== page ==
Are you a stress eater? A small study announced July 16 finds that for people who eat during times of stress, habits may drive food choices.
While conventional wisdom dictates people tuck into fatty or unhealthy foods when stressed out, this isn't always the case, said Dr. David Neal, head researcher of the study conducted at the University of California, Los Angeles (UCLA).
"Habits don't change in a high-pressure situation," he said. "People default to what their habits are under stress, whether healthy or not."
In the study, 59 business school students at UCLA were asked during midterm exams which snack they would like from an array of choices, which included healthful options like nuts, fruits, and yogurts as well as less austere choices, such as candy bars, flavored popcorn, and cookies. They also were asked to rate how often during the week they ate that type of snack. The results found that during peak stress, participants were likely to fall back on their habitual snack, whether it be a candy bar or an apple.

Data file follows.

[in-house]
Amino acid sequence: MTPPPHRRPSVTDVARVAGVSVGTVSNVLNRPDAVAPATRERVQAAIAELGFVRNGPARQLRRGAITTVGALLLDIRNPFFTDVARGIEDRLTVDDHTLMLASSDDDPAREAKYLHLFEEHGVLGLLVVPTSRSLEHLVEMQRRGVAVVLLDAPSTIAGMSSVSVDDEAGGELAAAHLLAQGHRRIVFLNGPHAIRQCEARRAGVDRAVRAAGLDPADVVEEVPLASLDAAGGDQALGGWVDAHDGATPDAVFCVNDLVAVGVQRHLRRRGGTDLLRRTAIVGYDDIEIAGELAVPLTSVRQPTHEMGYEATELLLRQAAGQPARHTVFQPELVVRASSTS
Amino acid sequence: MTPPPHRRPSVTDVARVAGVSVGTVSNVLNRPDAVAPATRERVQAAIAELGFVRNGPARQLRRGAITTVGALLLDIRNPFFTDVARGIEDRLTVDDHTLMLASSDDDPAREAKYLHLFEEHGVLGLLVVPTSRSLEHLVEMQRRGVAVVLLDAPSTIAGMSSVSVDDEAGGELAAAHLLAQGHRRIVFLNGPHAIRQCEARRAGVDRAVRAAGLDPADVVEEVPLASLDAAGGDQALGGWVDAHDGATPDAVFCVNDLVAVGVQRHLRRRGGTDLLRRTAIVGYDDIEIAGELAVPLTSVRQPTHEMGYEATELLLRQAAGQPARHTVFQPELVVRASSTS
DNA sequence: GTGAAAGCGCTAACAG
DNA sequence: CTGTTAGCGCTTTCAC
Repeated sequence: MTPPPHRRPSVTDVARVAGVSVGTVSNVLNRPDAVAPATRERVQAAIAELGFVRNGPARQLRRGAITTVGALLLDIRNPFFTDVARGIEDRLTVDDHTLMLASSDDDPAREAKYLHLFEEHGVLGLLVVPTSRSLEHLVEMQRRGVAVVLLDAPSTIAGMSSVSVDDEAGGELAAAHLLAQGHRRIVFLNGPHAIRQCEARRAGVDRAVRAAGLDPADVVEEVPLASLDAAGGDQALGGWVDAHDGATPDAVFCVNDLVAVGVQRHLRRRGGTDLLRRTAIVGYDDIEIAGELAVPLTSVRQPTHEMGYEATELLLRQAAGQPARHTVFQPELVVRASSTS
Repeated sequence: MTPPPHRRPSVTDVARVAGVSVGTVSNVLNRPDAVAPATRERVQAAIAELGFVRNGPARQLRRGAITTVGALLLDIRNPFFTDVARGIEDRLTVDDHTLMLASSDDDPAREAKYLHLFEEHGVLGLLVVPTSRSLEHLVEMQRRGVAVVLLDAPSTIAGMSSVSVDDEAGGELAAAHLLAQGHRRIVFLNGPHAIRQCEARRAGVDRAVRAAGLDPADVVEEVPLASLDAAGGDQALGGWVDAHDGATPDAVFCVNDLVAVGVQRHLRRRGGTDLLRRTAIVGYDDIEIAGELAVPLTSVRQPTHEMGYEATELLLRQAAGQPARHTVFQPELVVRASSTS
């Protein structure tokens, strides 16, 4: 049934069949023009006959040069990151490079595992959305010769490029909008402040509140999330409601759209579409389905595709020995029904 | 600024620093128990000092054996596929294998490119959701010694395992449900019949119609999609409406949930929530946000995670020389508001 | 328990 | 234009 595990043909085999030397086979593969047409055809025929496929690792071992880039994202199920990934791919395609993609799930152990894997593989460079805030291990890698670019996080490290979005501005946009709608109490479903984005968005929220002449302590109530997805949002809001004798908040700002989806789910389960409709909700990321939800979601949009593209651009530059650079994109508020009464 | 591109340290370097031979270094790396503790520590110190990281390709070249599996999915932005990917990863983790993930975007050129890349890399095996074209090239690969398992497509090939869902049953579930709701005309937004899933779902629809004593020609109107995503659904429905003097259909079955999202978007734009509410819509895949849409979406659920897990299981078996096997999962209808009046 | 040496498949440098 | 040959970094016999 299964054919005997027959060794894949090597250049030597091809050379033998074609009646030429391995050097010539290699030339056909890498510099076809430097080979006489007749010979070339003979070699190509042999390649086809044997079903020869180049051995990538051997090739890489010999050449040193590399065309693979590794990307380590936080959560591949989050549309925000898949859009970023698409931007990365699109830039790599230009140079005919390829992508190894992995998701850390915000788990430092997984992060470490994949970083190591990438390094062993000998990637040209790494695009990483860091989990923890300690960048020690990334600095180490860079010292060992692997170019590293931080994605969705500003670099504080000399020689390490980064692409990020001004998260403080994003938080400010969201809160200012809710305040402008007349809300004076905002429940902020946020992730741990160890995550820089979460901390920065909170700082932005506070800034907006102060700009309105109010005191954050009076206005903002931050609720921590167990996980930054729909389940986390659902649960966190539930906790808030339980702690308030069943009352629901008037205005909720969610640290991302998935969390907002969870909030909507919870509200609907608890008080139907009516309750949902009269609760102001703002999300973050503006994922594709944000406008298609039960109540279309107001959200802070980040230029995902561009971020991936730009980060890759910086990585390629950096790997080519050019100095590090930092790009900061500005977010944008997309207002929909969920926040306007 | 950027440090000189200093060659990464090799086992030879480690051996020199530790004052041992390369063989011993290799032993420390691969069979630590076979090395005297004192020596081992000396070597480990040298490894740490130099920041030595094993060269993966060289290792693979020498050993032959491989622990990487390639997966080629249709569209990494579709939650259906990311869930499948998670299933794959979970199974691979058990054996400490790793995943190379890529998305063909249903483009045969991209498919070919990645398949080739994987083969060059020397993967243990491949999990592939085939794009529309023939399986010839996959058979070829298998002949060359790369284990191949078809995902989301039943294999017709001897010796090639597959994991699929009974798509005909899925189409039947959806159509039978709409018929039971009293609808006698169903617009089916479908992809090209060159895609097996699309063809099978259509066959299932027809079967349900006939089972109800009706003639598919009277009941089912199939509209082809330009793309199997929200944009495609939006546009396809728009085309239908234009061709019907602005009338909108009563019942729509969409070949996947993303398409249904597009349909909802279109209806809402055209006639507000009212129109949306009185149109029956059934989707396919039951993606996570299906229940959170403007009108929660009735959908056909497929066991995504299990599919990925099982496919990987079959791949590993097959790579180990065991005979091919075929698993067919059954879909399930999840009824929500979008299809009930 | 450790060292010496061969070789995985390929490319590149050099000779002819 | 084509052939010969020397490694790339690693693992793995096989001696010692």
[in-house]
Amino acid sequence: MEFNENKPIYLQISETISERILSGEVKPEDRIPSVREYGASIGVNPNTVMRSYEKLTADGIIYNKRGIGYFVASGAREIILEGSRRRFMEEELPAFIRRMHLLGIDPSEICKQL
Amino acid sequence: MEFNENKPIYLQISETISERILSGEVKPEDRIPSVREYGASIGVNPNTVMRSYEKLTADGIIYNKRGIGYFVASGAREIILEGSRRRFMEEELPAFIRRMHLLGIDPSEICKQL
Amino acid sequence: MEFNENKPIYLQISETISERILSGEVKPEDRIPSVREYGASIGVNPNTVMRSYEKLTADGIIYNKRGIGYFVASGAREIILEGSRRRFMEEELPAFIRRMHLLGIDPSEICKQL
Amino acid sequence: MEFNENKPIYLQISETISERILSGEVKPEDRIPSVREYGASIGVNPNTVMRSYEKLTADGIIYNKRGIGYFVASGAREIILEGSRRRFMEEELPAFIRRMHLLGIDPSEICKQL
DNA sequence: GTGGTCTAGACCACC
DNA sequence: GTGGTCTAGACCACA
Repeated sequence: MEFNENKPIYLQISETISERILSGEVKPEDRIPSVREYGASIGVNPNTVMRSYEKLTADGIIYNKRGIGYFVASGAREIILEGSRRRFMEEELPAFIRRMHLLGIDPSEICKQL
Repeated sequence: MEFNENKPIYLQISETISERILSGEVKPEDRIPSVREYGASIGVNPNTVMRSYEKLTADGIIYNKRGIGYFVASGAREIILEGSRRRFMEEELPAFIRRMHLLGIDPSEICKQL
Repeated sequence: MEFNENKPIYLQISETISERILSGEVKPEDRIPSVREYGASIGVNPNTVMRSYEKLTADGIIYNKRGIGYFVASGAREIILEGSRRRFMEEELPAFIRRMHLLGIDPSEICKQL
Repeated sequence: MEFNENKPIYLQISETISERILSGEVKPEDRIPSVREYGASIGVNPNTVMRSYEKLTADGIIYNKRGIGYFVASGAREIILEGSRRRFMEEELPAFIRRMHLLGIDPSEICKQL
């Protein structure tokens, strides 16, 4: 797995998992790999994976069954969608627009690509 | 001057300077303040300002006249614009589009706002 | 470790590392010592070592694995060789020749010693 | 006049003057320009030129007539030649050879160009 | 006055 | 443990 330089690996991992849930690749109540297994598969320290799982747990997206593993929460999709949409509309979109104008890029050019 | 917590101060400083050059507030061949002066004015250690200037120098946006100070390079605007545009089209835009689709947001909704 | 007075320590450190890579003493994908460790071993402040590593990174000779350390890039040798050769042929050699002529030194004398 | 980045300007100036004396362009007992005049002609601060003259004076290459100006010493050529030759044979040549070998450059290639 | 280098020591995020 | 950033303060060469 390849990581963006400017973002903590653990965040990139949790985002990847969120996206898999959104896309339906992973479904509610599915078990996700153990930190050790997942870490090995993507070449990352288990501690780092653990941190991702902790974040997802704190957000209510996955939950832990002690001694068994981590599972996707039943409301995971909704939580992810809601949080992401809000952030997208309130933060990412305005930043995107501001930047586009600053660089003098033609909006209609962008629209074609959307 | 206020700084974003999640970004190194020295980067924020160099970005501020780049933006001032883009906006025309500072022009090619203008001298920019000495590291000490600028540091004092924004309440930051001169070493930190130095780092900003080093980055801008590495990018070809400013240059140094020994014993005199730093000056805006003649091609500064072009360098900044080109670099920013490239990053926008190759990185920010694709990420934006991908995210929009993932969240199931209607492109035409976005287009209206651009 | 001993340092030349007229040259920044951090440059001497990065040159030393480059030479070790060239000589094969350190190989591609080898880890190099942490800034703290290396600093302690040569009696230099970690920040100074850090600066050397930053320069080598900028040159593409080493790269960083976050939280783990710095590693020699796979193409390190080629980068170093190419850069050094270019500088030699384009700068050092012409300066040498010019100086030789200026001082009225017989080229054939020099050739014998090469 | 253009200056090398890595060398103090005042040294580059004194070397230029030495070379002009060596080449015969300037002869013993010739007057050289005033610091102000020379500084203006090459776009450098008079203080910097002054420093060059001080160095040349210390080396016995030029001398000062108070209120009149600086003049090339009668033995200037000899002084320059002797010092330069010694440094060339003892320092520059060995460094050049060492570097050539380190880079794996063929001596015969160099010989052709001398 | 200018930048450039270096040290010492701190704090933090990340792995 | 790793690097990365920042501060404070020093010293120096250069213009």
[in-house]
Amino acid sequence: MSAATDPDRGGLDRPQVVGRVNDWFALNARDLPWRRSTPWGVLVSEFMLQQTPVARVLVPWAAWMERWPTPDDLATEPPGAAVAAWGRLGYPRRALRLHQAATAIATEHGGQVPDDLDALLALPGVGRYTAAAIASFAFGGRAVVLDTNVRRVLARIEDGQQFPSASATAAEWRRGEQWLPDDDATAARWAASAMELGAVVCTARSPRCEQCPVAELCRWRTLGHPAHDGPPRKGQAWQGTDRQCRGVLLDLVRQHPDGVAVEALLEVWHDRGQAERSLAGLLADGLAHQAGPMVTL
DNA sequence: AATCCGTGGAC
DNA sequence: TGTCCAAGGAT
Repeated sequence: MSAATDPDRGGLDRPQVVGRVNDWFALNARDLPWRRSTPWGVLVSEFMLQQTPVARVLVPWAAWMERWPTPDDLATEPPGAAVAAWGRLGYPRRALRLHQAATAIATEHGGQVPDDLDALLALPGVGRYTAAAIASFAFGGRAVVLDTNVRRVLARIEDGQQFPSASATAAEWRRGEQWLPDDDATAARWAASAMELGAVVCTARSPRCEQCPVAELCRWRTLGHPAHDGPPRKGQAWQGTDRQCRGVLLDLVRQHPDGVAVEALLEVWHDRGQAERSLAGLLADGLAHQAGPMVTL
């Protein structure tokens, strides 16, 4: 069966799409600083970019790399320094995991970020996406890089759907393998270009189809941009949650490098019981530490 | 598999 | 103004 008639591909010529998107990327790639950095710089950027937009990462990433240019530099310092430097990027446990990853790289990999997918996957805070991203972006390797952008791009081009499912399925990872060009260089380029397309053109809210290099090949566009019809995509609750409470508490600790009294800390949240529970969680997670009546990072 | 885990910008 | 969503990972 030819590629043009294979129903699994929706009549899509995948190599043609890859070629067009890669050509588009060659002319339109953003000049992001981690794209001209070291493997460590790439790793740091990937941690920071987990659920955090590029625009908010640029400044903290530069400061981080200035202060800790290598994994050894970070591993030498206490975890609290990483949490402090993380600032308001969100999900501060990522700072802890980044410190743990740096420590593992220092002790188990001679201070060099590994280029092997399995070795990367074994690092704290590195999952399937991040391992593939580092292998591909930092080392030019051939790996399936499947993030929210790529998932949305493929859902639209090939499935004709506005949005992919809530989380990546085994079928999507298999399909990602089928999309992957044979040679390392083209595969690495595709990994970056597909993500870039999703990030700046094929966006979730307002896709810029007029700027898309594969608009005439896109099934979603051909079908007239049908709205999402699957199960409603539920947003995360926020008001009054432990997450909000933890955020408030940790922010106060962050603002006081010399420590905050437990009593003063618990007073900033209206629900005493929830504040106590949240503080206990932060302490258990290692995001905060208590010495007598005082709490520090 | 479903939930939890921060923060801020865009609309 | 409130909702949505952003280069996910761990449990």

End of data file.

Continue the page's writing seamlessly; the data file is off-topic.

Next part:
"Habits are 45 percent of daily life," Neal said. "They cause us to disregard rational or motivational drivers and instead be cued by context, automated actions, time pressure and low self-control."
Prior research from the University of Southern California has found that when stressed, people fall back on established routines, and this includes healthy habits, such as going to the gym to burn off steam, as well as bad ones, such as overeating or shopping sprees. That study, involving 65 university students, was published last month in the Journal of Personality and Social Psychology.